Q: What could put your firm at severe peril of failure that has nothing to do with clients, markets, bank debt, partner flight, infighting at the top, or any of the other usual suspects?
A: A cybersecurity breach of your systems exposing confidential client info.
Yes, you’ve heard all about this before and yes, it’s recently been in the news (US Charges Three Chinese Traders with Hacking Law Firms,—The Wall Street Journal, 29 December 2016), but it’s 2017 and cyber(in)security is no longer new, surprising, or frankly excusable.
Lest you harbor any doubt, Preet Bharara, keeping his usual low profile, pointed to the firms—though not identified publicly, by every account they were Cravath and Wachtell—in announcing the break in the case:
Manhattan U.S. Attorney Preet Bharara said the case should serve as a reminder to law firms that “you are and will be targets of cyber hacking, because you have information valuable to would-be criminals.”
Legal-industry experts say law firms often lag behind their corporate clients in data-security measures, even though they are entrusted with valuable trade secrets, market-moving deal news and other sensitive information that is attractive to hackers.
Now, how long will it be before Mr. Bharara moves from warning law firms to prosecuting them? How much money would you bet on his indefinite forebearance?
Yet, on the whole, the consensus of informed observers is that Law Land is a few years behind corporate land in taking cybersecurity seriously. This demands that one ask, “Why would that be?” and I have an unflattering and a more-unflattering hypothesis.
The unflattering one is that law firms have only found themselves in the cross-hairs recently, or perhaps it would be more accurate to say they’ve only known they were in the cross-hairs recently. Serious cybersecurity also costs real money:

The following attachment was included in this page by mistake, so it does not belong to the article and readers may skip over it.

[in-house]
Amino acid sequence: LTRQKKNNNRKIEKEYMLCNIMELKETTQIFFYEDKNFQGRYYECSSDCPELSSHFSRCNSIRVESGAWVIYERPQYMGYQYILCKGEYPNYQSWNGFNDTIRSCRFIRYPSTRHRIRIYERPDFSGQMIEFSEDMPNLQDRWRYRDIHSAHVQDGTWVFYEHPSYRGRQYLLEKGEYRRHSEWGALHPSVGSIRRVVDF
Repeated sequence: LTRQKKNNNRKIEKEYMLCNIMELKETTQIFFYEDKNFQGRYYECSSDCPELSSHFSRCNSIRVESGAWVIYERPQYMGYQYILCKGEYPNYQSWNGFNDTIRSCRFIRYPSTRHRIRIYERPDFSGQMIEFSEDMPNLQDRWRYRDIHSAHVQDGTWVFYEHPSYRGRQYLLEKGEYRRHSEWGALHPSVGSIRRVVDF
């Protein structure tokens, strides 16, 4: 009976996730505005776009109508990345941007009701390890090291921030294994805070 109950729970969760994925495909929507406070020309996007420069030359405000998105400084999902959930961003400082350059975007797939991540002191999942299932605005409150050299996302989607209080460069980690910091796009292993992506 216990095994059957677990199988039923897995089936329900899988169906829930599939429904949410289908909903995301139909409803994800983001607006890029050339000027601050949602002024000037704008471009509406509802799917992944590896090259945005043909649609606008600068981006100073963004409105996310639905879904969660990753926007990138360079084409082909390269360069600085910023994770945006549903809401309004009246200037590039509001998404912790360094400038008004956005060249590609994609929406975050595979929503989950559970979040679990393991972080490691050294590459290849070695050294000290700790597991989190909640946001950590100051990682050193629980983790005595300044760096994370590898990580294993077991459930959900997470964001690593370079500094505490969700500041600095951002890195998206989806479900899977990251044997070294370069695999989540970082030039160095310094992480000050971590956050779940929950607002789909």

“Law firms aren’t necessarily committed to things that don’t make them money per se,” said Neil Watkins, the senior vice president of security, risk, compliance and privacy at legal-services company Epiq Systems.
You might think Mr. Watkins is being harsh, or speaking out of pure self-interest (Epiq offers data-breach response services). But the fact remains, per the ABA’s annual Legal Technology Survey for 2016, that only one law firm in three has a staff member specifically charged with data security, much less a full-bore CISO.
What do I mean by a “full-bore CISO?” For the larger firms, I mean a heavily credentialed and experienced data security expert, the type who comes with a 6- or 7-figure price tag, and whose background is from the likes of the NSA or companies in comparably sophisticated leagues. (I didn’t say this would be cheap, but neither is dissolution as a going concern.)
And another thing: Whatever your CISO recommends needs to have the same force as if it came from the Managing Partner and Executive Committee. No worming around it or taking an appeal.
I have another theory—the even less flattering one—about why Law Land is vulnerable: Partners who think they know better and are too smart or can’t be bothered. I can, without meeting any of the offenders lurking within your firm, assure you with a high degree of confidence of their response were you to challenge them on their security hygiene: They would lecture you with certitude and an air of finality that they know better and that nothing could possibly go wrong.
Secretaries, paralegals, and most of your partners and associates wouldn’t do that. Only the Super Egos will. But as usual, that’s who you need to watch out for.
I have zero knowledge of what might or might not have happened at Cravath and Wachtell, and the point of this article is that we all need to belatedly start to take this stuff with dead seriousness, but I can’t help but point out that my ego-driven exceptionalism theory is fully consistent with the most elite firms being vulnerable—they house the most super-sized egos.
It’s been said that the biggest “or” in the English language is the one in this phrase: “knew or should have known…”
By that standard, you have no further excuses.
Regular readers know that I’m fond of data, so here’s some.
Courtesy of the ingenious “Information is Beautiful” site, here is a diagram of:
- Every known data breach since 2004
- Involving at least 30,000 records
- In the financial services, healthcare, legal, and tech sectors
- Resulting from hacking or an inside job/leak.
The size of the bubbles corresponds to the number of records stolen and, for present purposes, you can ignore the blue and orange colors. (Orange represents what the “Information is Beautiful” folks think is a particularly interesting story.)
Don’t say you couldn’t see it coming.